Longitudinal Change in Mammographic Density among ER-Positive Breast Cancer Patients Using Tamoxifen.

Author(s): Nyante SJ,  Sherman ME,  Pfeiffer RM,  Berrington de Gonzalez A,  Brinton LA,  Bowles EJ,  Hoover RN,  Glass A,  Gierach GL

Journal: Cancer Epidemiol Biomarkers Prev

Date: 2016 Jan

Major Program(s) or Research Group(s): BGCRG

PubMed ID: 26545407

PMC ID: PMC4713329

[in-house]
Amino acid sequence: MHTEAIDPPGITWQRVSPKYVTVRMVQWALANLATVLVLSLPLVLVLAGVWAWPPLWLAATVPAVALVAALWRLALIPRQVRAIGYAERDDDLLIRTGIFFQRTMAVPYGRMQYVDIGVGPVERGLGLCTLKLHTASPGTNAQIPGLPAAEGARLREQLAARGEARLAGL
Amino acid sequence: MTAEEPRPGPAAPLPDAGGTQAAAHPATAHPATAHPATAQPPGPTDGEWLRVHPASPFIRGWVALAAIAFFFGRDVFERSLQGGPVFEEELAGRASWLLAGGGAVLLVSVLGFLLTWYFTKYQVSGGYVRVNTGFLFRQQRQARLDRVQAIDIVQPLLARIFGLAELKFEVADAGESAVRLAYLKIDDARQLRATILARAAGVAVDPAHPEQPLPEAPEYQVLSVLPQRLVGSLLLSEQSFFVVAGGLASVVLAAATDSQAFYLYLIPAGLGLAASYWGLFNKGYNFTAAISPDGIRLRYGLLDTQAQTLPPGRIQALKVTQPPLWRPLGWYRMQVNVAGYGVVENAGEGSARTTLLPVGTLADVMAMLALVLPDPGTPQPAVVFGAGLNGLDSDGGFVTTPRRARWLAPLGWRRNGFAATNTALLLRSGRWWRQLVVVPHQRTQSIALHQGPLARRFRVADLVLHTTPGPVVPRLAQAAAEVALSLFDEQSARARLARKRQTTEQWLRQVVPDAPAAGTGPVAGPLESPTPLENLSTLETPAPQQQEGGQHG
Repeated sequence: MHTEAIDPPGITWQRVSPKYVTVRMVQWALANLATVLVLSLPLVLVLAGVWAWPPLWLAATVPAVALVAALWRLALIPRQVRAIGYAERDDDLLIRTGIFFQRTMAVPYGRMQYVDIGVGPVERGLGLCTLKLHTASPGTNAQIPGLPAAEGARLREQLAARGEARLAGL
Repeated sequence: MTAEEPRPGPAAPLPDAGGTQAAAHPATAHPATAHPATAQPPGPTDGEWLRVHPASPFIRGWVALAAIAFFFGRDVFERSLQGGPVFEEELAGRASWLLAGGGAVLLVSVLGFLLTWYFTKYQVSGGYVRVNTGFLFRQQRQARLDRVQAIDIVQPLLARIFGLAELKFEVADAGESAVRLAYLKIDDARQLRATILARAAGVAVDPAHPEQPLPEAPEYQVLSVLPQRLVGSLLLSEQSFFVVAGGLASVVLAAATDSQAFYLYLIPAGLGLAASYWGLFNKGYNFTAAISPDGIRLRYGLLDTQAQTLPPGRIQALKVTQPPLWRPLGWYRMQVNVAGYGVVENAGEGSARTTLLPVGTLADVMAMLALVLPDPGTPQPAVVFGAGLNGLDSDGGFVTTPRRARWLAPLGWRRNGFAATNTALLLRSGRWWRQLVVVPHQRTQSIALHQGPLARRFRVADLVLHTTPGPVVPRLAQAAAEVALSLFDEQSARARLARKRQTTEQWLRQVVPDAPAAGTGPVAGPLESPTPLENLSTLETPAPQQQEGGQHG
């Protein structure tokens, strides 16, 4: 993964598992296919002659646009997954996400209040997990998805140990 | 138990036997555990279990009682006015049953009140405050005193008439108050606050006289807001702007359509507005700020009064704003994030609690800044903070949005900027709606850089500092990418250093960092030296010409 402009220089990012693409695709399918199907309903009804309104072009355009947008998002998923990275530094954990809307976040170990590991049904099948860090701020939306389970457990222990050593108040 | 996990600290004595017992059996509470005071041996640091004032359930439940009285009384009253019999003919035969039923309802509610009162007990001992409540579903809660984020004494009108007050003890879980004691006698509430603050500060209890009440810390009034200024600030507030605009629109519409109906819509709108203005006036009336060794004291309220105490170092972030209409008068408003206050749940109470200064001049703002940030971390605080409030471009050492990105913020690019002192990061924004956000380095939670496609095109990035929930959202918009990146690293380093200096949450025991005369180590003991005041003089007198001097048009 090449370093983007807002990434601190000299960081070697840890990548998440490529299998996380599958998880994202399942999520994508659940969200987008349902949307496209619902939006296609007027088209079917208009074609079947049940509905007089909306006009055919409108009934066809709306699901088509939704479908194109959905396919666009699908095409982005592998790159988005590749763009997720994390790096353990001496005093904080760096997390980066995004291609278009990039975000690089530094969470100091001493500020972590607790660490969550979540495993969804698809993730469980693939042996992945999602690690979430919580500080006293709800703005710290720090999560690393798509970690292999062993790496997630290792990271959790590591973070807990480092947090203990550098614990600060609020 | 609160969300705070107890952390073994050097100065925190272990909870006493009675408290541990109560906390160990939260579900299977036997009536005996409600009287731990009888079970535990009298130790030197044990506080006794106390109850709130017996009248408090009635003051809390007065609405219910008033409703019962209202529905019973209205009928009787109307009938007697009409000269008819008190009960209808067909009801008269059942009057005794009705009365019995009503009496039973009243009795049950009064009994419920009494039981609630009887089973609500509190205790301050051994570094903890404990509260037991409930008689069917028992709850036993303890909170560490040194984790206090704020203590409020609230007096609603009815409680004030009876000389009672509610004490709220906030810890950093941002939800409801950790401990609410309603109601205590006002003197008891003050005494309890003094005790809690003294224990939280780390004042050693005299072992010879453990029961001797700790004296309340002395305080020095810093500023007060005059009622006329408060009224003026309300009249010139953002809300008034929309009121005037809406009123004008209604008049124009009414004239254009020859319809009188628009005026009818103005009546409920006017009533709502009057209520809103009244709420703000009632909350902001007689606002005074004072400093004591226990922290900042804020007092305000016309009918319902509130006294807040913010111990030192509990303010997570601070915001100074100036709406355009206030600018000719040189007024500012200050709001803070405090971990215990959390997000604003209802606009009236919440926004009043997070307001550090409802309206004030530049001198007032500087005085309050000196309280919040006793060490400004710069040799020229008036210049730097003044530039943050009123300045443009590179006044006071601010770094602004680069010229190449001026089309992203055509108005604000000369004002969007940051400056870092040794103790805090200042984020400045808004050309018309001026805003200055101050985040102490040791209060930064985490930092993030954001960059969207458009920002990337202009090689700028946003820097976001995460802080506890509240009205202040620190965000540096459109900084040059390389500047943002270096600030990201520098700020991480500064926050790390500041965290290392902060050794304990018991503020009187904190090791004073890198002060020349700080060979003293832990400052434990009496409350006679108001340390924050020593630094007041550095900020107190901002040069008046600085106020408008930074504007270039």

Abstract: Tamoxifen-associated mammographic density (MD) reductions are linked to improved breast cancer survival. We evaluated MD at six time points to determine the timing of greatest reduction following tamoxifen initiation. We sampled 40 Kaiser Permanente Northwest estrogen receptor (ER)-positive breast cancer patients from a prior study of MD change, according to tamoxifen use duration and age at diagnosis: <4 years tamoxifen and ≤50 years (N = 6) or >50 years (N = 10) old; ≥4 years tamoxifen and ≤50 years (N = 13) or >50 years (N = 11) old. A single reader evaluated percent MD in the contralateral breast on baseline (pre-diagnosis) and five approximately yearly post-diagnostic (T1 to T5) mammograms. Mean MD change was calculated. Interactions with age (≤50 and >50 years), tamoxifen duration (<4 and ≥4 years), and baseline MD (tertiles) were tested in linear regression models. Overall, the largest MD decline occurred by T1 (mean 4.5%) with little additional decline by T5. Declines differed by tertile of baseline MD (Pinteraction < 0.01). In the highest tertile, the largest reduction occurred by T1 (mean 14.9%), with an additional reduction of 3.6% by T5. Changes were smaller in the middle and lowest baseline MD tertiles, with cumulative reductions of 3.0% and 0.4% from baseline to T5, respectively. There were no differences by age (Pinteraction = 0.36) or tamoxifen duration (Pinteraction = 0.42). Among ER-positive patients treated with tamoxifen and surviving ≥5 years, most of the MD reduction occurred within approximately 12 months of tamoxifen initiation, suggesting that MD measurement at a single time point following tamoxifen initiation can identify patients with substantial density declines.